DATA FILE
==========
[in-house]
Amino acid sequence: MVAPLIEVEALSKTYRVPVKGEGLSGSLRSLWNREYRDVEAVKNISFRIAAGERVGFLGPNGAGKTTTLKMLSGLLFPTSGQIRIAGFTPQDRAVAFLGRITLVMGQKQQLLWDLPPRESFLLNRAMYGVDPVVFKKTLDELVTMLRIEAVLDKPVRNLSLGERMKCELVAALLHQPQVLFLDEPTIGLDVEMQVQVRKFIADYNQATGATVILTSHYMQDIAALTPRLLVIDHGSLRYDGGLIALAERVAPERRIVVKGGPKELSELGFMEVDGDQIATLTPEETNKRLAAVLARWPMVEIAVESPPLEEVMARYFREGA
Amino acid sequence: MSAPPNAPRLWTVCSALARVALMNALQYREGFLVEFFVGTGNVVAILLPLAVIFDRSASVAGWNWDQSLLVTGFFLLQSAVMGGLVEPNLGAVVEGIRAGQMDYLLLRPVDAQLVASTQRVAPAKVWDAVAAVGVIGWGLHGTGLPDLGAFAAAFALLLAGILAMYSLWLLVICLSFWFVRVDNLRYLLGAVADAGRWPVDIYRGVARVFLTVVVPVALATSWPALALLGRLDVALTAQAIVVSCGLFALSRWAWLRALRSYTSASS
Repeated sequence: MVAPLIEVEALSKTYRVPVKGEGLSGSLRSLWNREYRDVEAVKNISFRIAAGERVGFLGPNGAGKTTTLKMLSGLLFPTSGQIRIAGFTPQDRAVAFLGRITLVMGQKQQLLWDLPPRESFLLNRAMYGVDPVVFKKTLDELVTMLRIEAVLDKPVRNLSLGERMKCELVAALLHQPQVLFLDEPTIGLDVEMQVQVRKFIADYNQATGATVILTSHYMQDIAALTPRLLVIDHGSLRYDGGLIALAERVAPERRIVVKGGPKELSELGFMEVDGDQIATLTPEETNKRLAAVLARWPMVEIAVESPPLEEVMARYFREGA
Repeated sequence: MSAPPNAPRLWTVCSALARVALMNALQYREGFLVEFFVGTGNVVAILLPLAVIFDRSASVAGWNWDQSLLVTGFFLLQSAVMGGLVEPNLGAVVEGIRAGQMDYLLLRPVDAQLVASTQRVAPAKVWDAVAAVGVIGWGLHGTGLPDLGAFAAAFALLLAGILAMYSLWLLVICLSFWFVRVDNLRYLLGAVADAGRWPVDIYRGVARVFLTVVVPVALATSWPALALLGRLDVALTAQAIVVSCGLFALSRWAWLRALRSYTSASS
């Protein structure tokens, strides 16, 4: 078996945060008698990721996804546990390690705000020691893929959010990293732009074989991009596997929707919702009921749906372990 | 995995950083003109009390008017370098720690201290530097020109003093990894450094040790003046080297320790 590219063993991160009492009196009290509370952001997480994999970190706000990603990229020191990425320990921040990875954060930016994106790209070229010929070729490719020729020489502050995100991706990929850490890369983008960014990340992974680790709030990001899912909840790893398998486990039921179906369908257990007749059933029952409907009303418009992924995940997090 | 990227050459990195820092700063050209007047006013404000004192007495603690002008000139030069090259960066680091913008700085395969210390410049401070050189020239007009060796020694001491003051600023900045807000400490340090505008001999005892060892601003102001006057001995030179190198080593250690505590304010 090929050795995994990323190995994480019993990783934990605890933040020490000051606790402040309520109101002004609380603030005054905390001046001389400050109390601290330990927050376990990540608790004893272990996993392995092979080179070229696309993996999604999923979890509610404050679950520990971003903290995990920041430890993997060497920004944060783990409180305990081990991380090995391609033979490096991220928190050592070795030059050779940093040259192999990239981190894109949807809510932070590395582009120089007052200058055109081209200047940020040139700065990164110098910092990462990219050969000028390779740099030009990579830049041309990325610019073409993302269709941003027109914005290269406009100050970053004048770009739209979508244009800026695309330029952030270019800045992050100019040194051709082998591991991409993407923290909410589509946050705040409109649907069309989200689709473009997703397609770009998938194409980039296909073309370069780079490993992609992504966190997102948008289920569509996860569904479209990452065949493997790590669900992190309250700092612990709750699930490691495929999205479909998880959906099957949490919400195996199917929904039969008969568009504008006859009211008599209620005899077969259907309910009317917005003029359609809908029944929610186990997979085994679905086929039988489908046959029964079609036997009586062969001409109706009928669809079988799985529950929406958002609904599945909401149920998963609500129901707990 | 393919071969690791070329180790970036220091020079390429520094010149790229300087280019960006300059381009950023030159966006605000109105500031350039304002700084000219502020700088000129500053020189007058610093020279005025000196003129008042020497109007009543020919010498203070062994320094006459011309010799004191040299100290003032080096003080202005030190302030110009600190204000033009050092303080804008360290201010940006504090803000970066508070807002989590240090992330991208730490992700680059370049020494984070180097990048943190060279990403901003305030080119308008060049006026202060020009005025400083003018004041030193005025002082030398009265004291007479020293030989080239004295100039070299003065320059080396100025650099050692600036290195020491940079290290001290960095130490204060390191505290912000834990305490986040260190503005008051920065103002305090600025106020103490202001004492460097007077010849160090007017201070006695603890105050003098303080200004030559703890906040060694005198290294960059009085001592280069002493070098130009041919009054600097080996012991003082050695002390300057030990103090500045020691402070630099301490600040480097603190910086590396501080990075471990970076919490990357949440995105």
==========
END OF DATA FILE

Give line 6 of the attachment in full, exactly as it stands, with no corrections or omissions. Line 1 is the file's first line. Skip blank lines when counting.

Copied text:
């Protein structure tokens, strides 16, 4: 078996945060008698990721996804546990390690705000020691893929959010990293732009074989991009596997929707919702009921749906372990 | 995995950083003109009390008017370098720690201290530097020109003093990894450094040790003046080297320790 590219063993991160009492009196009290509370952001997480994999970190706000990603990229020191990425320990921040990875954060930016994106790209070229010929070729490719020729020489502050995100991706990929850490890369983008960014990340992974680790709030990001899912909840790893398998486990039921179906369908257990007749059933029952409907009303418009992924995940997090 | 990227050459990195820092700063050209007047006013404000004192007495603690002008000139030069090259960066680091913008700085395969210390410049401070050189020239007009060796020694001491003051600023900045807000400490340090505008001999005892060892601003102001006057001995030179190198080593250690505590304010 090929050795995994990323190995994480019993990783934990605890933040020490000051606790402040309520109101002004609380603030005054905390001046001389400050109390601290330990927050376990990540608790004893272990996993392995092979080179070229696309993996999604999923979890509610404050679950520990971003903290995990920041430890993997060497920004944060783990409180305990081990991380090995391609033979490096991220928190050592070795030059050779940093040259192999990239981190894109949807809510932070590395582009120089007052200058055109081209200047940020040139700065990164110098910092990462990219050969000028390779740099030009990579830049041309990325610019073409993302269709941003027109914005290269406009100050970053004048770009739209979508244009800026695309330029952030270019800045992050100019040194051709082998591991991409993407923290909410589509946050705040409109649907069309989200689709473009997703397609770009998938194409980039296909073309370069780079490993992609992504966190997102948008289920569509996860569904479209990452065949493997790590669900992190309250700092612990709750699930490691495929999205479909998880959906099957949490919400195996199917929904039969008969568009504008006859009211008599209620005899077969259907309910009317917005003029359609809908029944929610186990997979085994679905086929039988489908046959029964079609036997009586062969001409109706009928669809079988799985529950929406958002609904599945909401149920998963609500129901707990 | 393919071969690791070329180790970036220091020079390429520094010149790229300087280019960006300059381009950023030159966006605000109105500031350039304002700084000219502020700088000129500053020189007058610093020279005025000196003129008042020497109007009543020919010498203070062994320094006459011309010799004191040299100290003032080096003080202005030190302030110009600190204000033009050092303080804008360290201010940006504090803000970066508070807002989590240090992330991208730490992700680059370049020494984070180097990048943190060279990403901003305030080119308008060049006026202060020009005025400083003018004041030193005025002082030398009265004291007479020293030989080239004295100039070299003065320059080396100025650099050692600036290195020491940079290290001290960095130490204060390191505290912000834990305490986040260190503005008051920065103002305090600025106020103490202001004492460097007077010849160090007017201070006695603890105050003098303080200004030559703890906040060694005198290294960059009085001592280069002493070098130009041919009054600097080996012991003082050695002390300057030990103090500045020691402070630099301490600040480097603190910086590396501080990075471990970076919490990357949440995105």